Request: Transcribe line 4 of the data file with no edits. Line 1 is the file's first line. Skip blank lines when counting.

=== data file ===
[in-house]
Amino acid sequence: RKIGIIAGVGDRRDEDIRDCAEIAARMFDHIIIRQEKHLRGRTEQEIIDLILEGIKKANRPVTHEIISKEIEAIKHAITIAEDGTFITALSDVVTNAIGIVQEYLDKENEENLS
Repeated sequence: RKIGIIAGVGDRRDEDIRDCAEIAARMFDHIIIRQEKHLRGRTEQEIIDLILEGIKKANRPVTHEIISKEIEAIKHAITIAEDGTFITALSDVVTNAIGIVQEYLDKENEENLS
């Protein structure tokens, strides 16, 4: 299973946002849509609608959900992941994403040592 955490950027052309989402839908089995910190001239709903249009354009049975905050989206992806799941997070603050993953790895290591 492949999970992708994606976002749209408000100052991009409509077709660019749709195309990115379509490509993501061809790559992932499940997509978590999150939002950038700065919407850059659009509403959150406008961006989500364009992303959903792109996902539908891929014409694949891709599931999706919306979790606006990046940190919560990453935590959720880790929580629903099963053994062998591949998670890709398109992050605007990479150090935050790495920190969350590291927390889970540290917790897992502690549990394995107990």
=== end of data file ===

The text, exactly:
């Protein structure tokens, strides 16, 4: 299973946002849509609608959900992941994403040592 955490950027052309989402839908089995910190001239709903249009354009049975905050989206992806799941997070603050993953790895290591 492949999970992708994606976002749209408000100052991009409509077709660019749709195309990115379509490509993501061809790559992932499940997509978590999150939002950038700065919407850059659009509403959150406008961006989500364009992303959903792109996902539908891929014409694949891709599931999706919306979790606006990046940190919560990453935590959720880790929580629903099963053994062998591949998670890709398109992050605007990479150090935050790495920190969350590291927390889970540290917790897992502690549990394995107990």